For terminal master’s degree programs, students are commonly required to take the GRE, which is the standard entrance exam for most arts and sciences at the graduate level. As master’s students also begin to specialize in their course of study more, it is also important to ensure that the research areas of professors within the program match you own.

For Ph.D. program admissions, students are often required to find a professor they can study under. This professor is commonly a mentor through the program’s original research. And students will often help with the research of their mentor. For this reason, it is important to look through the faculty and their study areas at the Ph.D. level. Find a faculty member whose interests align with what you would like to study and contact them in advance to ensure they are “accepting students.”

Looking for a related degree? Be sure to peruse related topics DegreeQuery has covered below:

What Can I Do With a Celtic Studies Degree?

Celtic studies degrees are similar to a range of social science and humanities degrees in that the job they specifically prepare you for is that of researching or teaching Celtic studies. With that said, as with similar social science and humanities degrees, the skills you gain in reading, writing, communication, breaking down complex concepts, researching, logic, and more are invaluable in many roles.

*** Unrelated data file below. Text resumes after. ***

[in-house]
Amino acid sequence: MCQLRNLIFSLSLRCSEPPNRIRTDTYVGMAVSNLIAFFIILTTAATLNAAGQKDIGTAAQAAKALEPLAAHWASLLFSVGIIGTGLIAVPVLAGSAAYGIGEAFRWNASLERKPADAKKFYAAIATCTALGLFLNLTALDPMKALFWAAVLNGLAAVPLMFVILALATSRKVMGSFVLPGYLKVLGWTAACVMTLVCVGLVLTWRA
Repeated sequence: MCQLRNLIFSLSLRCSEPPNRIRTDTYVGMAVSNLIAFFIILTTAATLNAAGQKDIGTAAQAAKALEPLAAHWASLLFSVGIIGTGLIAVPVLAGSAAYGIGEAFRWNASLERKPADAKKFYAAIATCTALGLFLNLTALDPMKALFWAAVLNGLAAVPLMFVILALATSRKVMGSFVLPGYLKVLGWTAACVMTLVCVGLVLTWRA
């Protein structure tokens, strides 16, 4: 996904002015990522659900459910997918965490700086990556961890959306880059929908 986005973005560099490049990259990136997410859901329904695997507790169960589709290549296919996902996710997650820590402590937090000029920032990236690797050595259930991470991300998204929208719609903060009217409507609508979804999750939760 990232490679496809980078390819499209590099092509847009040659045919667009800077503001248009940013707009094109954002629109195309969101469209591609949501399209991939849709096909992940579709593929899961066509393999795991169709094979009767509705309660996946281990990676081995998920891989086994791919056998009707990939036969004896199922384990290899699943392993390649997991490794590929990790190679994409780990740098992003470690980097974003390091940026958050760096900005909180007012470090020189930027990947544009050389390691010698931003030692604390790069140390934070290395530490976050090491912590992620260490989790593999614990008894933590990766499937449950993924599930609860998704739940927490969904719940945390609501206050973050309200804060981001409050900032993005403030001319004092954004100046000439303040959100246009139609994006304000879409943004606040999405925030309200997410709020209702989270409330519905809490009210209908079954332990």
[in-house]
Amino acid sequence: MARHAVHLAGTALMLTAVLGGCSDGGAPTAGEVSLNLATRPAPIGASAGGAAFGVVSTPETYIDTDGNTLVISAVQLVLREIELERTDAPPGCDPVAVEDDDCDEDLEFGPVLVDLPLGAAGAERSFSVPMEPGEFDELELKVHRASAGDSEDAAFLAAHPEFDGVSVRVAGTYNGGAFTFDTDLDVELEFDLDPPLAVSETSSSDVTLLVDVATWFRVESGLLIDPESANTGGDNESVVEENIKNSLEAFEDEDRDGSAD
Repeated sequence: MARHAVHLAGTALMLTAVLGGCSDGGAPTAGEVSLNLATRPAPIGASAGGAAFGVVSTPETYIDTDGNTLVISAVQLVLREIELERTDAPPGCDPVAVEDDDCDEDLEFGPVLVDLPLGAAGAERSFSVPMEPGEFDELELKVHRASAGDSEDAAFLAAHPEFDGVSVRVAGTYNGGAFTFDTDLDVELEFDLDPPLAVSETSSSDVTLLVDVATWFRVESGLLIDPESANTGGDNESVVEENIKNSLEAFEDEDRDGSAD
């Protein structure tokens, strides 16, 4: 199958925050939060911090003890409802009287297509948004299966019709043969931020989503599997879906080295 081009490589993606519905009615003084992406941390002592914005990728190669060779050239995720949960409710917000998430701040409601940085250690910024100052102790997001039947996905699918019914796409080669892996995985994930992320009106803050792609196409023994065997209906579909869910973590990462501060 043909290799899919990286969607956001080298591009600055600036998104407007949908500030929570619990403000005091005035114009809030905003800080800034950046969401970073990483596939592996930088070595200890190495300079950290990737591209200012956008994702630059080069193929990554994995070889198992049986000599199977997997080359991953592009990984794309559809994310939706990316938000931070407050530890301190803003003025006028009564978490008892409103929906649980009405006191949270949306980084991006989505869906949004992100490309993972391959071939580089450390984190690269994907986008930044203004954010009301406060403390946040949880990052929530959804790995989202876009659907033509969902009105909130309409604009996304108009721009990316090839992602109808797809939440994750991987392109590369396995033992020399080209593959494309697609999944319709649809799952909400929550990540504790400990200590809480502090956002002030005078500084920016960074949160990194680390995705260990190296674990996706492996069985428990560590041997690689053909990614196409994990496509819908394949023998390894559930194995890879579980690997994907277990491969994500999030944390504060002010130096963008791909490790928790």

All of that is to say that while we will cover some careers that are the most obviously connected to Celtic studies, there are a wide range of things you can do with a Celtic studies degree (even if you might need to re-tool a bit to get into another career path).

The first, and most obvious thing you can do with a graduate Celtic studies degree is become a Celtic studies professor. This is the primary role that Celtic studies degrees prepare one for, and though there aren’t many roles of this type, some students every year do join the ranks of Celtic studies departments worldwide.

Celtic studies professors differ in their job responsibilities often according to the type of college or university they are a part of. Some institutions of higher education push for professors to perform original research and publish papers. Others focus on the teaching of students, and professors may have higher course loads.

While social science and humanities professor salaries vary widely (particularly when including adjunct instructor roles), the average salary for a tenure track position in this discipline is currently $97,930.

While many don’t know it until they begin Celtic studies, many of the Celtic languages are alive and well today. With that said, there are not many speakers of Celtic languages outside of Celtic nations. Translator jobs could help to support media companies, international corporations, or travel businesses with dealing with Celtic nations. Additionally, most governments dealing directly with Celtic nations may employ translators as well.